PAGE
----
May 31st, 2005 @ 10:23 am | Author:
The Valley City State University (VCSU) Foundation announced that it has received a bequest of $750,000 from the estate of Charlotte Van Houten (’29), a long-time Valley City resident and VCSU alumnus. The bequest, the largest VCSU has received from a resident of Valley City in its history, will be used to fund a perpetual Charlotte Van Houten Scholarship for VCSU students.
Charlotte received her standard degree with a major in Music Education from VCSU (then called the Valley City State Teacher’s College) in 1929. She also received a Bachelor of Science degree from Western Reserve University in Cleveland, and her Master’s degree from Columbia University. She taught at the Hathaway Brown School, an independent school for girls in Shaker Heights, OH for 40 years, the last 18 of them as the Head of the Primary Department. She was a board member of the Childhood Education Association; a delegate for several years for Greater Cleveland to the National Conference of the Association; a member of the National Association of Independent Schools, a Jennings Scholar in 1963 for the Jennings Foundation; a board member of the Natural Science Club; and a member of the American Business Women’s Association. She retired in 1975 and returned to Valley City to be with her sister, Delphine Van Houten.
Though much of her life was spent in Ohio, Charlotte always retained her connection to Valley City and VCSU. Her father was Dr. Jacob Van Houten, a well-known and respected doctor and county health officer who practiced in Valley City from 1903 to 1960. As a child, she grew up on land that is now occupied by the VCSU Student Center, and would reminisce about the pony she kept in the back yard. In addition to giving to a variety of charities, Charlotte made annual donations to the VCSU Foundation every year since 1986, and has given to several other VCSU groups including Theatre, Music, V-500, and the Library. She was a member of Congregational United Church of Christ in Valley City, a member of Chapter A of the P.E.O. Sisterhood in North Dakota, Valley City Retired Teachers’ Association; and Valley City Arts and Gallery Association. Mary Heath, the personal representative of Charlotte, said, 'Charlotte believed that the arts and culture are very important for the survival of the community. She liked to think of Valley City as a small town with a lot of exciting things happening.'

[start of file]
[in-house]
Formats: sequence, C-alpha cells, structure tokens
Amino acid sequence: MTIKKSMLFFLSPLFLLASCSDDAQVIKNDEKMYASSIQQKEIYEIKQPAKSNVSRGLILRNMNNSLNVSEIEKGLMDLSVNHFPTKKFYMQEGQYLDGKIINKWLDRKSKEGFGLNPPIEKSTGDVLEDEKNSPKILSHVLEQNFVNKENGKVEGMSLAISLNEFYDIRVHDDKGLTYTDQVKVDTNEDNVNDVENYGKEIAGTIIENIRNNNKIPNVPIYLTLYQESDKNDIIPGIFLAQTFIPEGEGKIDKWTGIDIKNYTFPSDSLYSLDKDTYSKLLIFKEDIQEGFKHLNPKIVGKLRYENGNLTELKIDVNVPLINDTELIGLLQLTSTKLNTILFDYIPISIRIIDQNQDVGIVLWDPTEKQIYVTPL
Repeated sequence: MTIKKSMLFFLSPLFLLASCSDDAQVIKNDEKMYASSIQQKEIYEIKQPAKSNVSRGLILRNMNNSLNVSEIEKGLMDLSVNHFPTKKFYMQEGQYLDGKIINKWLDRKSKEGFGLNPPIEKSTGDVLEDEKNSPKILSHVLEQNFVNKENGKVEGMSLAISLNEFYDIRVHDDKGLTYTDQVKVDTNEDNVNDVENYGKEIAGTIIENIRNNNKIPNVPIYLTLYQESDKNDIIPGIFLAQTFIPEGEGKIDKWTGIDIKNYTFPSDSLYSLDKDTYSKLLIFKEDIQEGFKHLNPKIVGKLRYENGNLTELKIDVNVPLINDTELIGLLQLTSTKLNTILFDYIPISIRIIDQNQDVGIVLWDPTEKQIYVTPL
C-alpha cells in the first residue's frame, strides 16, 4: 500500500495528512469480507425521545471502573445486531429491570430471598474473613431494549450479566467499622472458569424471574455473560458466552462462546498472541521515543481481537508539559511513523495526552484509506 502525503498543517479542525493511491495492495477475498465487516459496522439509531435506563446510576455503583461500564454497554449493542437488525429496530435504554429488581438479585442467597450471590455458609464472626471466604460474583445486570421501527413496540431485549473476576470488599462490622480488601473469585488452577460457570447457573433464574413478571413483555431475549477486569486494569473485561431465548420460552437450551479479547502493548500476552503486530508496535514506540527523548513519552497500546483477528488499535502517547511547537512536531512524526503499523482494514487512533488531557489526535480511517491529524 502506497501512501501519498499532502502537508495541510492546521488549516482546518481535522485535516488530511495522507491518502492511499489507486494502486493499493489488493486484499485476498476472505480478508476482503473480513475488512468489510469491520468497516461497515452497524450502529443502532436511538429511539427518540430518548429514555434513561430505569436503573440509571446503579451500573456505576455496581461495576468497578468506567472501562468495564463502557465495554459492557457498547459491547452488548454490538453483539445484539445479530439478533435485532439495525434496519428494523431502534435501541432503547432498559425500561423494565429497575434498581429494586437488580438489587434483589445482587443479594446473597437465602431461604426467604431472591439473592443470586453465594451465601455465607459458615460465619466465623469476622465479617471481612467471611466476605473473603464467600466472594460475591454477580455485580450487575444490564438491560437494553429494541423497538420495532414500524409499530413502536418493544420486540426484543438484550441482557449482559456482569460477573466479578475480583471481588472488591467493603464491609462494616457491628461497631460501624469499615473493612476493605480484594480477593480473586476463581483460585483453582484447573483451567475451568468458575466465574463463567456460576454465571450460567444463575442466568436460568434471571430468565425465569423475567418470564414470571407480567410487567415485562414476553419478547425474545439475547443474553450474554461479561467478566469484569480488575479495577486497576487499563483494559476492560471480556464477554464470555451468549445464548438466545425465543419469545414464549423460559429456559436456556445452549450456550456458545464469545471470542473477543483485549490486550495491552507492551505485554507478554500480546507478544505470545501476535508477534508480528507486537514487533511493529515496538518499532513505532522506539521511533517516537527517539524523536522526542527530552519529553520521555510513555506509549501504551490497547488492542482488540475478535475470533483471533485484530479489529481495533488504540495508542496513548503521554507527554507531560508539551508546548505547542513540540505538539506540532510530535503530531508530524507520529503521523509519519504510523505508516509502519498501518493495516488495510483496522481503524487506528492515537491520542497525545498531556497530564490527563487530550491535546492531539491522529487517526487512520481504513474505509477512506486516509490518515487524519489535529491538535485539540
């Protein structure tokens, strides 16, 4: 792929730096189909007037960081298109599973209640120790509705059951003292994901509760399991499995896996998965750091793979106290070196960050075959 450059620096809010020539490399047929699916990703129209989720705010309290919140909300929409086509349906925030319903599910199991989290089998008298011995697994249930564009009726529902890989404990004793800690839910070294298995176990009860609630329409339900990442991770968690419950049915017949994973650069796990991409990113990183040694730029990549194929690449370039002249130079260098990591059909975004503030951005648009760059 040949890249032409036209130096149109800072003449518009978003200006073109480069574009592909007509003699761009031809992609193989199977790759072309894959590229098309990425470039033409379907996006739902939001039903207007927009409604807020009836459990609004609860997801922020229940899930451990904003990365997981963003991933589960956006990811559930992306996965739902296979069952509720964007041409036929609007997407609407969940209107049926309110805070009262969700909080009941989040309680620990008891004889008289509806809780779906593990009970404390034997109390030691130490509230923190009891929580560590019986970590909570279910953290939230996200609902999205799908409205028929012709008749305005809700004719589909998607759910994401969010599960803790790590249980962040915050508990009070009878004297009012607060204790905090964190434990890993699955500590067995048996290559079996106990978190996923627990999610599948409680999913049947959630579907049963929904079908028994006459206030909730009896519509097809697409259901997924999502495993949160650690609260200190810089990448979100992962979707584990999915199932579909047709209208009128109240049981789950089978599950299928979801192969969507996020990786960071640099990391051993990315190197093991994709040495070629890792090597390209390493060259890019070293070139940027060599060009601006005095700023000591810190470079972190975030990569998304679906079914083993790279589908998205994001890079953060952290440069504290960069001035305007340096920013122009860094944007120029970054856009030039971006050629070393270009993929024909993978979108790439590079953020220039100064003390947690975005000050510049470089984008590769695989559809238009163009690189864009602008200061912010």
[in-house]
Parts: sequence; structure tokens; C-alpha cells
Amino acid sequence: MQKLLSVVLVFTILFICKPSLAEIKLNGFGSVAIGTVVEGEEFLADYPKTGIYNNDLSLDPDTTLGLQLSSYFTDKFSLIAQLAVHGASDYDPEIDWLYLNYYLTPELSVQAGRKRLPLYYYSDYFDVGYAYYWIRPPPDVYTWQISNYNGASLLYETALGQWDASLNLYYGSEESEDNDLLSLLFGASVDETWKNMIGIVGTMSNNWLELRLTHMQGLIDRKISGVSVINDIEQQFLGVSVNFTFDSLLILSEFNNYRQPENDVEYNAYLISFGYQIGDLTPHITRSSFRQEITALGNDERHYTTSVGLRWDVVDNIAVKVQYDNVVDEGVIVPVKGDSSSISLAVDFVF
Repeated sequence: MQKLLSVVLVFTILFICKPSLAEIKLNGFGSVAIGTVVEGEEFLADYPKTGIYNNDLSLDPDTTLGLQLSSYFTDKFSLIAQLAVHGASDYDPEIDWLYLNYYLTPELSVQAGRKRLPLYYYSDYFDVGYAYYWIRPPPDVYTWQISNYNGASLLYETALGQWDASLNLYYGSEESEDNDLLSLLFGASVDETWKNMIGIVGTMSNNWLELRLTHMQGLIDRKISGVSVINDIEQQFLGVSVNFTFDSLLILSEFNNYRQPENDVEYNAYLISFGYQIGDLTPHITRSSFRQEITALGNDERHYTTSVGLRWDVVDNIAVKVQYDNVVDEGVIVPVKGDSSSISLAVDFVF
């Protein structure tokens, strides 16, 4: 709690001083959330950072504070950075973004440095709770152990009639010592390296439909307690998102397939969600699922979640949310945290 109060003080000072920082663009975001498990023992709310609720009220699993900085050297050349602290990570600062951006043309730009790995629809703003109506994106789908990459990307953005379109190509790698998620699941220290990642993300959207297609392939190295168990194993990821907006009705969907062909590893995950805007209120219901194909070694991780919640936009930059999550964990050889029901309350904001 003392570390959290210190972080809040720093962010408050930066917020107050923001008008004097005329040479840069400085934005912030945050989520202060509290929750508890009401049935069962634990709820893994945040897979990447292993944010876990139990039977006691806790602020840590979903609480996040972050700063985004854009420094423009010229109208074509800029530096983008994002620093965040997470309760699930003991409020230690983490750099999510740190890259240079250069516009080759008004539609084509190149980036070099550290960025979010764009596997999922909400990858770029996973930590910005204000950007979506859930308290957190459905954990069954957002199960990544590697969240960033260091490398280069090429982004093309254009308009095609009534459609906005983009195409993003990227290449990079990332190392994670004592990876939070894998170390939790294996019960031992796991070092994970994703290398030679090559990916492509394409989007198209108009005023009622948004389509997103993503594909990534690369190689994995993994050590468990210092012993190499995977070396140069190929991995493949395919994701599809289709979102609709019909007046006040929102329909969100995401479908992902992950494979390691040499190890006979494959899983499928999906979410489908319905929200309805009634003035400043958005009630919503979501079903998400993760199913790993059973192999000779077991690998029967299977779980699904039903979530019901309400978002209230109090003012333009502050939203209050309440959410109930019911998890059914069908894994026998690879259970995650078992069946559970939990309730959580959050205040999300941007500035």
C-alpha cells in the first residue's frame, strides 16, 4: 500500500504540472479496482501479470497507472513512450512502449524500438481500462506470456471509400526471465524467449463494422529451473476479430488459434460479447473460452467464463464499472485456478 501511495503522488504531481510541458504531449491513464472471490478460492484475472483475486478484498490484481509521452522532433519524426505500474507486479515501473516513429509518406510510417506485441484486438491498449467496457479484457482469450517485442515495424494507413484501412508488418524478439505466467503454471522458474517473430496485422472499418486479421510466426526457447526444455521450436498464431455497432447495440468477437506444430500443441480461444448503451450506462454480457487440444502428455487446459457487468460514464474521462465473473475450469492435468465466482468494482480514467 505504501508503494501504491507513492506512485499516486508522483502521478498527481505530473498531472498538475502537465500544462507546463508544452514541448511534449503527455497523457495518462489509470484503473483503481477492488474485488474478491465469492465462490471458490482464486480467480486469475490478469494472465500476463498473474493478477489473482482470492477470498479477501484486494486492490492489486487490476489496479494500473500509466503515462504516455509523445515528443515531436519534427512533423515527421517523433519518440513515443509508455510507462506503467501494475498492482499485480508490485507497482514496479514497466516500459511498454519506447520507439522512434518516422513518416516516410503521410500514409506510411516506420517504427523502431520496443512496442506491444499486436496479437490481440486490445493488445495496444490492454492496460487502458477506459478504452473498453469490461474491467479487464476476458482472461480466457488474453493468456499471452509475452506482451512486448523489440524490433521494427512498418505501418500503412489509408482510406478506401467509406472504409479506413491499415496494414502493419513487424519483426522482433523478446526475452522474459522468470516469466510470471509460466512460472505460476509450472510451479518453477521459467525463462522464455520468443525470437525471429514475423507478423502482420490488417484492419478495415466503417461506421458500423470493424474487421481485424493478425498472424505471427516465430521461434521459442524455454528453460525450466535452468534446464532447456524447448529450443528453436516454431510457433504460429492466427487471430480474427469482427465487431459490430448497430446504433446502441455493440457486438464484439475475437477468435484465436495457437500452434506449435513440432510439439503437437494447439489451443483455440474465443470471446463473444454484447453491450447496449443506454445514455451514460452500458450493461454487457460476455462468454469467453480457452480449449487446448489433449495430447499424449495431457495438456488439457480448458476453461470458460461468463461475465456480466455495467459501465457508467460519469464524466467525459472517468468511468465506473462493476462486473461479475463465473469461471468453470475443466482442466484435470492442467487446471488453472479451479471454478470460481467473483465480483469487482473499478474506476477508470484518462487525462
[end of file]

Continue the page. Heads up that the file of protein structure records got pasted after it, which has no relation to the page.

VCSU President Dr. Ellen Chaffee said that the bequest will be used to fund a perpetual scholarship for students at VCSU. Dr. Chaffee said, "Charlotte Van Houten was an extraordinary woman who dedicated her life to education. Throughout her career, she touched many, many young lives. Her generosity and foresight ensure that she will continue to touch young lives indefinitely into the future."
Valley City State University (VCSU) is a four-year undergraduate university that prepares people for life through visionary leadership and exemplary practices in teaching, learning and service. VCSU is nationally acclaimed for attracting and retaining talented individuals who advance quality learning opportunities and economic growth through technology and innovation.